New blister package integrity tester needs no tracer gas, Pfeiffer Vacuum reports

Daphne Allen

December 10, 2015

2 Min Read
New blister package integrity tester needs no tracer gas, Pfeiffer Vacuum reports
Pfeiffer Vacuum's AMI 120 system for testing pharmaceutical blister pack integrity

Some of today’s sensitive drugs, such as new dry-powder formulations for treating chronic obtrusive pulmonary disease, are very sensitive to moisture, notes Philippe Bunod, product manager for integrity solutions at Pfeiffer Vacuum. “Moisture intake directly affects the stability and the efficiency of the drug,” he tells PMP News. “Therefore, these drugs are packaged in aluminum/aluminum blister packs and require very sensitive integrity test methods.”

Historically, the only test methods that could achieve the necessary level of sensitivity used helium, Bunod states. Such test methods, however, are “complex to set up, as the blister cavities need to be charged with helium before the test,” he says.

Pfeiffer Vacuum unveiled an alternative at Pack Expo Las Vegas, the AMI 120 system for in-line and non-destructive integrity testing of pharmaceutical blister packs. The system performs quantitative leak measurements in real-time without using any specific tracer gas. “No other gases are required with AMI 120 as it detects both oxygen and nitrogen and therefore allows the following 2 tests to be replaced: blue dye test (generally used for gross leak detection) and the helium high sensitivity test,” Bunod says.

The AMI 120 can measure leak rates as low as 1/10 μm with a cycle time of less than 45 seconds. It is widely agreed that “even the smallest leaks in a blister pack that correspond to holes with a diameter smaller than few microns may affect the stability of the drug.”

Using the AMI 120 equipment, “the test is very convenient and easy to set up,” Bunod explains. “Blisters are sampled from the production line, and the oxygen and nitrogen present in ambient air and therefore inside the cavities are used to perform and detect a gross leak as well as fine leak in a single test sequence.”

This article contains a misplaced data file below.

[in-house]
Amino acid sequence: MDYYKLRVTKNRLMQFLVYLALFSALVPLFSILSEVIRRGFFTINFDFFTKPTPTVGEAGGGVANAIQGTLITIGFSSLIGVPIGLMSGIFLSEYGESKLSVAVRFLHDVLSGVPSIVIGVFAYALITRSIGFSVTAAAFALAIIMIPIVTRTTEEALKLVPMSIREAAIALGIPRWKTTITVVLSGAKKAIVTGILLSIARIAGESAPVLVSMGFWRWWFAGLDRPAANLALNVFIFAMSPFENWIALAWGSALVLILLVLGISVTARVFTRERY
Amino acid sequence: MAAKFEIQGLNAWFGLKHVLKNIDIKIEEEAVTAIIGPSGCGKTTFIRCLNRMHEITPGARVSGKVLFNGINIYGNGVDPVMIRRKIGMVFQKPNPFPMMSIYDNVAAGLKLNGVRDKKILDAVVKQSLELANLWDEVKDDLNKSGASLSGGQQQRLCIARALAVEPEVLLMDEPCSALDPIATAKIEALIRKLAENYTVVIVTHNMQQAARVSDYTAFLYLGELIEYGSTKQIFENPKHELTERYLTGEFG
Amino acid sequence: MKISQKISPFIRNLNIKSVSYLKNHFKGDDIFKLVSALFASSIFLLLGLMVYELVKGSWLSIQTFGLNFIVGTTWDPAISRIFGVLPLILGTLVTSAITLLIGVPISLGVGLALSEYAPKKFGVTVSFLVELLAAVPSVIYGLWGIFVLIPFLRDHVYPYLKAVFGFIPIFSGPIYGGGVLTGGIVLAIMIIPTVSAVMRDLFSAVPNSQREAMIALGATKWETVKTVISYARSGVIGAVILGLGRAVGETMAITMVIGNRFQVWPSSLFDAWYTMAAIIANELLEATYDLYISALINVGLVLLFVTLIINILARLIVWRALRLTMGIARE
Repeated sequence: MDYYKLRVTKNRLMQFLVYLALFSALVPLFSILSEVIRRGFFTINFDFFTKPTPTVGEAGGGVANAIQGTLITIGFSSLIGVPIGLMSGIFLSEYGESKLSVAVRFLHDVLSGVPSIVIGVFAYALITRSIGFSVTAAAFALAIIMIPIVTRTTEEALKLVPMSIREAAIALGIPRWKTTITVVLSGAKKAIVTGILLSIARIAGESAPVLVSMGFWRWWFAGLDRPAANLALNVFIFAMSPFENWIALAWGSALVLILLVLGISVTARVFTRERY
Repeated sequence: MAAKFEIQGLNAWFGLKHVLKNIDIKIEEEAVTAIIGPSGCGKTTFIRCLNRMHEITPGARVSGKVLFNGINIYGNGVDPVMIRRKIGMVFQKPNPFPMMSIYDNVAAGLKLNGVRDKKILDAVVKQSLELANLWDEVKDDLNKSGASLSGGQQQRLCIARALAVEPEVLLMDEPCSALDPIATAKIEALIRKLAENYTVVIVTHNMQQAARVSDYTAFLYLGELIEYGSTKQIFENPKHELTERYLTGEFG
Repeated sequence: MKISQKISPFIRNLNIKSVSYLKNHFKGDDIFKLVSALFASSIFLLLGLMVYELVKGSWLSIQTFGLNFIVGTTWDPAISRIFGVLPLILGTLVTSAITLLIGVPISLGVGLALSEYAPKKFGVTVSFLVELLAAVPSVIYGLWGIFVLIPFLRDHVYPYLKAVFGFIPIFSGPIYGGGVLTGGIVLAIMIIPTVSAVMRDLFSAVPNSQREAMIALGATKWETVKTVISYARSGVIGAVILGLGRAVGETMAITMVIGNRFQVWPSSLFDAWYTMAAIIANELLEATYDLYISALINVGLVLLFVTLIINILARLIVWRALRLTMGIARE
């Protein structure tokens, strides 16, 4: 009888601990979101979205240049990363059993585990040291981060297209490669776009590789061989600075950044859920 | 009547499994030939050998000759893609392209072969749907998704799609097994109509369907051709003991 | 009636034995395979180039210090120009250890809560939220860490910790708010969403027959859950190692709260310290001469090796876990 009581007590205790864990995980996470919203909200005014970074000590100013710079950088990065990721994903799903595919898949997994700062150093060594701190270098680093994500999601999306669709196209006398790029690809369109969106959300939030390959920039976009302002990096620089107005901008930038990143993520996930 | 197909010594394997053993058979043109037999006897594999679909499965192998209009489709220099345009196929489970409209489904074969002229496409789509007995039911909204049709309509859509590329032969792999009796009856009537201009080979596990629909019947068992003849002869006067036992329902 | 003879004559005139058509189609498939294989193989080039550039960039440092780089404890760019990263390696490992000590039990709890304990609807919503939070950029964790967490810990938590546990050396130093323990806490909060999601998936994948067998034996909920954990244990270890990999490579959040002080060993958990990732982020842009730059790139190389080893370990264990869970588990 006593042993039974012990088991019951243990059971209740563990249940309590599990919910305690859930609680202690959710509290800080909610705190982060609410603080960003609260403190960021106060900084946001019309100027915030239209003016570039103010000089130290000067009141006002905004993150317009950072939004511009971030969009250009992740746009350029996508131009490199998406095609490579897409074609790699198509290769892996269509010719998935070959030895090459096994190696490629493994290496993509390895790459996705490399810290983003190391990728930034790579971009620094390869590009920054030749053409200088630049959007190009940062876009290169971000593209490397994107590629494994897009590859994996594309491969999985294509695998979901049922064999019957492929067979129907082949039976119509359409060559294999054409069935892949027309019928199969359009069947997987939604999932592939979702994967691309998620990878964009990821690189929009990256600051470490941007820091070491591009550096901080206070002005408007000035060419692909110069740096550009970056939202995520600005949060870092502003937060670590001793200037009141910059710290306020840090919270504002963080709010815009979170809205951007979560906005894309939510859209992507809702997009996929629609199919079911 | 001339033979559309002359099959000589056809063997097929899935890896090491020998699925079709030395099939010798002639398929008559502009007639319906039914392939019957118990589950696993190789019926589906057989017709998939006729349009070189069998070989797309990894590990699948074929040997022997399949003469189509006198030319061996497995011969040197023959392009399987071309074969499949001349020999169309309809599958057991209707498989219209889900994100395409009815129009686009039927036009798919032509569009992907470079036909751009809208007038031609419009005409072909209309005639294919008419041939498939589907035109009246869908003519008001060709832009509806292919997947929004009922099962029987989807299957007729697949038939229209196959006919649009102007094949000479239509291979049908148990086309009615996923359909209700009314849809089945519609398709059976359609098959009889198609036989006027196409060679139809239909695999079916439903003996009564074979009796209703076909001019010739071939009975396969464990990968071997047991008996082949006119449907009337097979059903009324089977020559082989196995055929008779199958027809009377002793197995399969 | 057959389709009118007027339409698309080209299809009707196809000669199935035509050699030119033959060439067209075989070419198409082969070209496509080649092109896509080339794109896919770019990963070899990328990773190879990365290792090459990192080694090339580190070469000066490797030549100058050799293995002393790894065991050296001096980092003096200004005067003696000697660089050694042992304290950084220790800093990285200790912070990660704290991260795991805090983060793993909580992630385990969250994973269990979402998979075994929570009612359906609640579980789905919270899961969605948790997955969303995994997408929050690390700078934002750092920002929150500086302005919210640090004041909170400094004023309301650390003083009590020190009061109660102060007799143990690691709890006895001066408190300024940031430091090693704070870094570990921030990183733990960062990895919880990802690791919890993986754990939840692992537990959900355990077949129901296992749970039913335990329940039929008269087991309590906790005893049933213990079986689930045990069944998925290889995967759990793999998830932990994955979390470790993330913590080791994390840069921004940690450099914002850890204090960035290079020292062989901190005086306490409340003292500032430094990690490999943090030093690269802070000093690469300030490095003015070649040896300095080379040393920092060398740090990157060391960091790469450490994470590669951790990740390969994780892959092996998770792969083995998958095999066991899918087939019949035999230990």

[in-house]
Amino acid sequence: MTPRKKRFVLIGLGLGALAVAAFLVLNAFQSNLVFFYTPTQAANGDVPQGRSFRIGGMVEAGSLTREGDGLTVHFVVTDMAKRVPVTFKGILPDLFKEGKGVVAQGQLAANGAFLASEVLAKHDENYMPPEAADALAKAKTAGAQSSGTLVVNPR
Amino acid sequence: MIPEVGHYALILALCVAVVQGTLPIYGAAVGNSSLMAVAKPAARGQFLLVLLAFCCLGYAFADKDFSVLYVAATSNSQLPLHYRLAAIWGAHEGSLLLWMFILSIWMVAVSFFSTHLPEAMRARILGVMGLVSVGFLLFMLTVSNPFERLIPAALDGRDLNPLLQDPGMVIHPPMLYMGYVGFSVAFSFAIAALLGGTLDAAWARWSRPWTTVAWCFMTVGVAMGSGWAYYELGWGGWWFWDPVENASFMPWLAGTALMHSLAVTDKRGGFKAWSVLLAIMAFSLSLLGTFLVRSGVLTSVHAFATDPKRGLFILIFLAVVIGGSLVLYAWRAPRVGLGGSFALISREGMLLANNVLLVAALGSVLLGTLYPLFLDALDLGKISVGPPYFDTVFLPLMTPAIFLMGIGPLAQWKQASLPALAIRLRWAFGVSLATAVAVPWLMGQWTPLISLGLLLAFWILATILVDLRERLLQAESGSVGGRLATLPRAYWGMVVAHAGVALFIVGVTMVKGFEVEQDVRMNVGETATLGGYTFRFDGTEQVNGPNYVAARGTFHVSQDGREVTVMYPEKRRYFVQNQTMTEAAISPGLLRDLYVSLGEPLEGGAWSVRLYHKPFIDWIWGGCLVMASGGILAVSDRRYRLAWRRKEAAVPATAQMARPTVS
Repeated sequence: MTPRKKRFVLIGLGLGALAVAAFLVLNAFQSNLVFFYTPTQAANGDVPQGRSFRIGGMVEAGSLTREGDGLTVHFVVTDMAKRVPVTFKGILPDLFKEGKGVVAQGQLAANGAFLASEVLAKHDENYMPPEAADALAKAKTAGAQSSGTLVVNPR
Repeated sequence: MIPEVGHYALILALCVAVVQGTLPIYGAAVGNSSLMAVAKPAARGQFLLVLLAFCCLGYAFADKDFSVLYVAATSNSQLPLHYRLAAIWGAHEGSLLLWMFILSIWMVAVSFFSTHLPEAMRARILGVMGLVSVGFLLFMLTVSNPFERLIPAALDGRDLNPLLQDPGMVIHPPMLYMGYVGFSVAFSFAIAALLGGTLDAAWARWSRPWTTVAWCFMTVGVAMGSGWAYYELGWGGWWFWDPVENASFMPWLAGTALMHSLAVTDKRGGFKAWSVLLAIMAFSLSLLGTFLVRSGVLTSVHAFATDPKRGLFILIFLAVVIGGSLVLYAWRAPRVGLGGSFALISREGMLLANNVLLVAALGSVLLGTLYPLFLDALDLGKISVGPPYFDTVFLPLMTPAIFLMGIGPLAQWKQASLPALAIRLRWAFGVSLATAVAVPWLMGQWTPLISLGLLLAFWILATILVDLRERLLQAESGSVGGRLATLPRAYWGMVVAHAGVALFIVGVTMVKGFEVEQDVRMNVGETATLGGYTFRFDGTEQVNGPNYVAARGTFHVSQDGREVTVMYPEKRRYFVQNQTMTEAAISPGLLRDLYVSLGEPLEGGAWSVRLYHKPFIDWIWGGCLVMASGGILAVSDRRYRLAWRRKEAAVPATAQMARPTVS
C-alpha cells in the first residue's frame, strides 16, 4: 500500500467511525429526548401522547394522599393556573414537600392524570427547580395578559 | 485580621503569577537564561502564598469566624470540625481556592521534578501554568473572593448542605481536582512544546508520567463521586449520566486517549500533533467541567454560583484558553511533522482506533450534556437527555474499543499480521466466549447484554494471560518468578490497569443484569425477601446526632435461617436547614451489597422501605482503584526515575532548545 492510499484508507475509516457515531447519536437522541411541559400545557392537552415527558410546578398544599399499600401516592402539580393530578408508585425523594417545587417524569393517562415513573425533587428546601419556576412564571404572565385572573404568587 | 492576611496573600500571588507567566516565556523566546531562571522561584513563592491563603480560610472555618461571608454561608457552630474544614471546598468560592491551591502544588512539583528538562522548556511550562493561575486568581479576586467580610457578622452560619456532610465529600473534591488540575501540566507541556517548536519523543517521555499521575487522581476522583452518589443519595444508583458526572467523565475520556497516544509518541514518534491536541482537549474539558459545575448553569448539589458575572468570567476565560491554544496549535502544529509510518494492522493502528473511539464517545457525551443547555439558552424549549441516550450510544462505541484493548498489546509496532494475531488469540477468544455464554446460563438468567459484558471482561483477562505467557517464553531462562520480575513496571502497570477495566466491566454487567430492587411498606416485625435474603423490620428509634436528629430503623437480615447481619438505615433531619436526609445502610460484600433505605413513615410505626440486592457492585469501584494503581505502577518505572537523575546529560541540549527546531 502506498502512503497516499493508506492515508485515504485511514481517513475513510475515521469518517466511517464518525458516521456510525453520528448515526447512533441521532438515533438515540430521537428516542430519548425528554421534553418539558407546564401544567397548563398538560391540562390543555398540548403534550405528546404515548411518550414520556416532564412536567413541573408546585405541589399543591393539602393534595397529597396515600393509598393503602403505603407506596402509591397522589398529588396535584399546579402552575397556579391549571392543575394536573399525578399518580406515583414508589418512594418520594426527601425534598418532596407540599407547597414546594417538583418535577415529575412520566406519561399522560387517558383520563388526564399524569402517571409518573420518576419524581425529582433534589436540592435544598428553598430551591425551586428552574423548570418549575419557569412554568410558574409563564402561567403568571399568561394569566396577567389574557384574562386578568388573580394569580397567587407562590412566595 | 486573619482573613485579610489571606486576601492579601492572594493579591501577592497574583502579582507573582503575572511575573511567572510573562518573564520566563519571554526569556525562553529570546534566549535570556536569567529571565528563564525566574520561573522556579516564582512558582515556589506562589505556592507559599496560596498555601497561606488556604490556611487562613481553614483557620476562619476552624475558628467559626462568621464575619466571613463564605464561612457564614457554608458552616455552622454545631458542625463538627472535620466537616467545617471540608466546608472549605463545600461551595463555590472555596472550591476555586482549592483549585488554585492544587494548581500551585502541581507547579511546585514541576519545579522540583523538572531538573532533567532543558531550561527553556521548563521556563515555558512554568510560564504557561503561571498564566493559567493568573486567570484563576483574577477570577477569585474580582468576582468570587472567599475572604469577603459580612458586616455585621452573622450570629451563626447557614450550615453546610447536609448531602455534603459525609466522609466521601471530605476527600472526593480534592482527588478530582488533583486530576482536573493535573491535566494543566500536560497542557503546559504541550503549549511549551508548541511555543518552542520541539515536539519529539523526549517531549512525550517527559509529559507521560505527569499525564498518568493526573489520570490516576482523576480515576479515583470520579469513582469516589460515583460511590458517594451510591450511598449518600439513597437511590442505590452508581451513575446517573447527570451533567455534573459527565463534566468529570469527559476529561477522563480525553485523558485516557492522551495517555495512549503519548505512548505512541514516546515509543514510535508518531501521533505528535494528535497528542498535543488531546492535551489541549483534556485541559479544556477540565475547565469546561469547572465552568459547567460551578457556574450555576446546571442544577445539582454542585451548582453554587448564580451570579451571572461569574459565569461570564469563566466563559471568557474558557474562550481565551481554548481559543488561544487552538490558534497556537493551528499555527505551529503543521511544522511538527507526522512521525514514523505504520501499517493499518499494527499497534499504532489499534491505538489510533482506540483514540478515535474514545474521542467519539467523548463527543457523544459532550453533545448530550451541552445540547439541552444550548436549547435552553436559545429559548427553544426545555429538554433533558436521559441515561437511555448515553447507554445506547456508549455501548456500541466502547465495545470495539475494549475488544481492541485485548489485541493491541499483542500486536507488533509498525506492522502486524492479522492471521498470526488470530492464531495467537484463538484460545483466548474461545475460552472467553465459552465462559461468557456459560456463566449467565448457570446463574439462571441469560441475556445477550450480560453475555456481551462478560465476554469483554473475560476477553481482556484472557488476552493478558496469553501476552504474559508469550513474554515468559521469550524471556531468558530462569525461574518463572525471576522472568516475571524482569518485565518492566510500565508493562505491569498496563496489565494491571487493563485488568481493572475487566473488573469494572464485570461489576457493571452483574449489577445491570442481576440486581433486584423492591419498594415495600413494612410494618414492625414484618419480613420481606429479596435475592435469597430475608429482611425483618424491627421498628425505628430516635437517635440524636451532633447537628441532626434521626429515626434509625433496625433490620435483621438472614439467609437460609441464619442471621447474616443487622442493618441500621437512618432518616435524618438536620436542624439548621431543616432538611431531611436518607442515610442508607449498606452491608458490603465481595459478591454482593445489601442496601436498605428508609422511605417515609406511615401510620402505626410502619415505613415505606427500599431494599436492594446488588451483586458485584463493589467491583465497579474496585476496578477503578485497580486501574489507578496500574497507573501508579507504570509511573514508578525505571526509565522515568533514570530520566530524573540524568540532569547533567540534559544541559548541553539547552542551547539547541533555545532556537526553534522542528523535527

High sensitivity and repeatability measurements allow for using the AMI 120 as an SPC (Statistic Process Control), which is able to detect drift in the sealing quality. Sealing process parameters can be adjusted in real time avoiding production stops.

The AMI 120 has been tested and approved and is now used in production as IPC (In Process Control) by leading pharmaceutical companies in Europe, the company reports.

Compatible with all blister packaging types, the AMI 120 test system is equipped with an automatic calibration sequence based on traceable calibrated leaks, ensuring reliable performance, the company reports. “The AMI 120 follows the GxP rules and is 21 CFR Part 11 compliant, which is a must for the pharmaceutical industry,” Bunod says. “We can provide the complete documentation package required by the pharmaceutical industry.”

About the Author(s)

Daphne Allen

Daphne Allen is editor-in-chief of Design News. She previously served as editor-in-chief of MD+DI and of Pharmaceutical & Medical Packaging News and also served as an editor for Packaging Digest. Daphne has covered design, manufacturing, materials, packaging, labeling, and regulatory issues for more than 20 years. She has also presented on these topics in several webinars and conferences, most recently discussing design and engineering trends at IME West 2024 and leading an Industry ShopTalk discussion during the show on artificial intelligence.

Follow Daphne on X at @daphneallen and reach her at [email protected].

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